Won't Get Fooled Again
In an attempt to discredit the Industrial Areas Foundation (IAF), a young conservative activist created a fake Facebook page and website for a non-existent environmental group. Then, posing as someone interested in organizing a union, tried to get a local organizer to give him tips on shaking down politicians. The New York Times reports:
At this point, Rhea Byer-Ettinger, an organizer for Manhattan Together, felt her internal baloney detector go on red alert. “Beep, beep, beep,” she said. “I said to him: ‘Well, that’s not how we work. Tell me, why are you asking me about that?’ ”
As a former employee of an IAF affiliate in Chicago, I’m really not sure what this young guy was hoping to find. I’m sure in any large organization you could find someone to secretly record who might say something that could sound unflattering. But, was he really expecting a nationwide crime syndicate that uses collective bargaining as a tool to extort money or favors from politicians?
Passionate and sincere disagreement about politics is a good and healthy thing but tactics of this young activist and others like James O’Keefe show something dangerous. It’s the assumption that those who disagree with you politically aren’t just wrong, but evil.
On the other end, this means progressive activists should ask themselves if folks like the Koch brothers are “evil” or just some really rich dudes with politics they don’t like.
These Dry Bones
It had been more than a week since the doctors had moved me into the ICU, and more than a week since I had tasted anything liquid.
My tongue was dry and felt like leather. At night, I would watch the machines around me blink. The IV bags hung next my bed and scattered the light across sterile white walls.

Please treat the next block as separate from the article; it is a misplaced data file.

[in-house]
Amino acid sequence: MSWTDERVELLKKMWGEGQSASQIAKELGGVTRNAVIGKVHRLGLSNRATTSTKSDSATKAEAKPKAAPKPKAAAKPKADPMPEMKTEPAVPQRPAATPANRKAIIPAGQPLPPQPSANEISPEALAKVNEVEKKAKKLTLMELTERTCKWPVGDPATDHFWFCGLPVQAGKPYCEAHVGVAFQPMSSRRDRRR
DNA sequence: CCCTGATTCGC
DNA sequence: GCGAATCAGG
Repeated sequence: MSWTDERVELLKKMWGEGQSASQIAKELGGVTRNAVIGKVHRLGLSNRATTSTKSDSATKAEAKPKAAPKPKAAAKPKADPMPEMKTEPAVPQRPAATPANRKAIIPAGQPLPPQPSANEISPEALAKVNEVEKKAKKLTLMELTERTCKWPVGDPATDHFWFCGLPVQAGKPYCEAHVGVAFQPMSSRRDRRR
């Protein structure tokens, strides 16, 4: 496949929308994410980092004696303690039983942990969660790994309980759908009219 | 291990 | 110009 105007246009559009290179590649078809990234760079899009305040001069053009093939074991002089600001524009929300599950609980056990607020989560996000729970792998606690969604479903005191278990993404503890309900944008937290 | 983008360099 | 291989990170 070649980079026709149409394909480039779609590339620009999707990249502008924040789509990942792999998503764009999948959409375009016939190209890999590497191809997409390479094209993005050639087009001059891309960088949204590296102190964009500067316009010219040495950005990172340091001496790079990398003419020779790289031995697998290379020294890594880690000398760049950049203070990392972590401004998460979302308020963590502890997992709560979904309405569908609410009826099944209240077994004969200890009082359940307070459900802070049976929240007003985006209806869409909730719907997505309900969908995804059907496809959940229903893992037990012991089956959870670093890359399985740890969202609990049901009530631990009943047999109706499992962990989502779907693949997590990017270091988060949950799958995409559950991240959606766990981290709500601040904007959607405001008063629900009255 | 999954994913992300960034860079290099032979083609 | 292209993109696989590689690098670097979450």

I tried not to cry when I could no longer control my bowels. I lay there in my own filth waiting for a nurse to rescue me.
I came into the world unable even to clean myself and now it seemed I would leave it in the same state.
Finally the nurse arrived to help me.
“I’m thirsty,” I told her. “May I have an ice cube?”
She said no.
“Please? My mouth is so dry. Just an ice cube,” I begged.
Oxygen tubes inserted into my nostrils had rubbed my nose raw. I pulled them out.
I felt relief. I watched the numbers drop on the LCD screen. An alarm sounded.
I tried to put the tubes back when the nurse ran in.
“Mr. King, you need the oxygen,” she chided, skillfully replacing al the tubes and checking all the machines and medicines that flanked my hospital bed — all the things that were keeping me alive.
Same Budget Problems, New Budget Year
This morning, Congressman Paul Ryan (R- WI), chairman of the House Budget Committee, released a proposal for an FY 2013 budget. Similar to last year, the plan places an undue burden of deficit reduction on low-income people. Effective anti-poverty programs are targeted for cuts while a tax plan that could significantly reduce tax burdens for top income earners.
According to analysis from Bread for the World: